You should know that while you cannot take opioids for pain when you are on buprenorphine or naltrexone medication. You can take such medications as aspirin, ibuprofen, and Tylenol. in addition, local anesthesia, such as Novocain in a dental procedure, as intended.

The third MAT is methadone which we do not offer. Methadone can only be prescribed by a specialty clinic and is generally taken daily, requiring daily clinic visits.

How do you choose which opioid use medication to take?

You have several choices, whether it is oral, in your mouth or under your tongue, or an injection. In addition, the route is determined by which MAT drug you are taking and which MAT you can access. There is no data showing that one is better than the other. If you have a compliance problem, problem taking your medications regularly, you may want to consider an injection because that will ensure that you have medication on board.

If you have been off of opioids for several weeks, then I would certainly go for the naltrexone because there is no chance of getting high.

If you are at a sensitive job where you may have to drive or operate machinery. That is a time when naltrexone may be considered.

We do have programs that can help you. In addition to our treatment centers, we also offer an Office-Based Opioid Treatment (OBOT) Program. Our prescribers can continue to treat you after you complete your treatment with us. This can be done by telemedicine or face to face.

Evidence shows that if you are participating in a partial hospitalization, intensive outpatient, or outpatient services, in addition to seeing the medical provider for the medication assisted therapy, your outcomes are better.

Evidence also shows that if you are participating in support meetings such as Alcoholic Anonymous or celebrate recovery, your outcomes are improved.

How does our Office-Based Opioid Treatment program work?

All patients sign a contract of expectations and conduct. We recommend that patients have weekly visits with the medical provider for the first four to eight weeks and then bimonthly for the next four to eight weeks and then monthly. Visit frequency will ultimately depend on how well you are doing and how your sobriety is going. All patients will need to participate in random urine drug screening as well as breathalyzer tests.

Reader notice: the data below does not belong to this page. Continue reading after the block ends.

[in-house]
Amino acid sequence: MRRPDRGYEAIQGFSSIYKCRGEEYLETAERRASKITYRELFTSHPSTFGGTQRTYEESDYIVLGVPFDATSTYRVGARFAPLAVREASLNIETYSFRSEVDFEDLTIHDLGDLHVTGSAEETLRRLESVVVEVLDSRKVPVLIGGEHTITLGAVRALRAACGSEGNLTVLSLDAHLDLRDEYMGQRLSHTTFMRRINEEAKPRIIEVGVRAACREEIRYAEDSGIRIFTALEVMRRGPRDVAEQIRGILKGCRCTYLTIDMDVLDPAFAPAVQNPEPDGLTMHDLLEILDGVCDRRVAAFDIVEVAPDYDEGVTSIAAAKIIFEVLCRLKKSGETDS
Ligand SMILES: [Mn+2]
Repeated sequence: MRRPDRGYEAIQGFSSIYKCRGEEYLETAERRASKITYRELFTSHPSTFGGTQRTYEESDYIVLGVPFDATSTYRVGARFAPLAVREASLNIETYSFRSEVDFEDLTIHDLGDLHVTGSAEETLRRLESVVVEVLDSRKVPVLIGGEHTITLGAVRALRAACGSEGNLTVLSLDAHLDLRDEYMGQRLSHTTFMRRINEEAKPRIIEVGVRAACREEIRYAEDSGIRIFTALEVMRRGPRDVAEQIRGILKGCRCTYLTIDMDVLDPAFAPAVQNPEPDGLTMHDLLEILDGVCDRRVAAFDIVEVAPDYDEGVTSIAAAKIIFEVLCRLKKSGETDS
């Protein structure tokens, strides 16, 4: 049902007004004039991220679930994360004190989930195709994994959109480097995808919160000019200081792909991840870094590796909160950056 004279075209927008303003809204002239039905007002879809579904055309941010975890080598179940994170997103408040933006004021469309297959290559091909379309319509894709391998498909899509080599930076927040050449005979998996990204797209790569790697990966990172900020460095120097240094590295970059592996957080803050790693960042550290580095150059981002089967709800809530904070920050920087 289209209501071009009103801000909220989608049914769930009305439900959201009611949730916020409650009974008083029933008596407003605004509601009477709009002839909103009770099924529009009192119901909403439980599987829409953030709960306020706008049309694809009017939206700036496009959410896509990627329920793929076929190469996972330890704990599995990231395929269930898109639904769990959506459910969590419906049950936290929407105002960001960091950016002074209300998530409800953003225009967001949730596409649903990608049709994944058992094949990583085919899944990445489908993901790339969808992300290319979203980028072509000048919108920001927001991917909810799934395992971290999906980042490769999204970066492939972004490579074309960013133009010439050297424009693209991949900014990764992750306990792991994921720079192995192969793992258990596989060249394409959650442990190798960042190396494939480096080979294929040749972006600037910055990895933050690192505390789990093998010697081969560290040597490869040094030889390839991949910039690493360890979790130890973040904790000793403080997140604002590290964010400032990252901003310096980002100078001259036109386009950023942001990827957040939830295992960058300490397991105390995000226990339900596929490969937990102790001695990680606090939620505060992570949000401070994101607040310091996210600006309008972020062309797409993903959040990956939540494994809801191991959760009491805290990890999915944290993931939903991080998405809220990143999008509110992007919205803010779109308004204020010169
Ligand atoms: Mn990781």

All patients will have their pharmacy drug monitoring profile (also referred to as PDMP) checked regularly to make sure that the medications they are receiving from their outside providers are consistent with your recovery plan.

We encourage all of you with opioid use disorder to take a medication to aid in your recovery. It will reduce cravings, reduce withdrawal, and hopefully save your life.

Finally, I think it is important to carry naloxone. If you are in our residential programs, we will send you all home with two vials of naloxone, and that is anyone who has the diagnosis of opioid use disorder. If you are in an outpatient center, we will provide you with a prescription for Naloxone. In most states, you can purchase naloxone from any pharmacy without a prescription. Finally, we instruct you on how to use Narcan most effectively should a situation arise where it is necessary.

Thank you for choosing The Recovery Village. If you or a loved one are struggling with mental health or substance abuse and would like to find out more about the programs we offer, please reach out to us directly at 855-387-3291.

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The Recovery Village aims to improve the quality of life for people struggling with substance use or mental health disorder with fact-based content about the nature of behavioral health conditions, treatment options and their related outcomes. We publish material that is researched, cited, edited and reviewed by licensed medical professionals. The information we provide is not intended to be a substitute for professional medical advice, diagnosis or treatment. It should not be used in place of the advice of your physician or other qualified healthcare providers.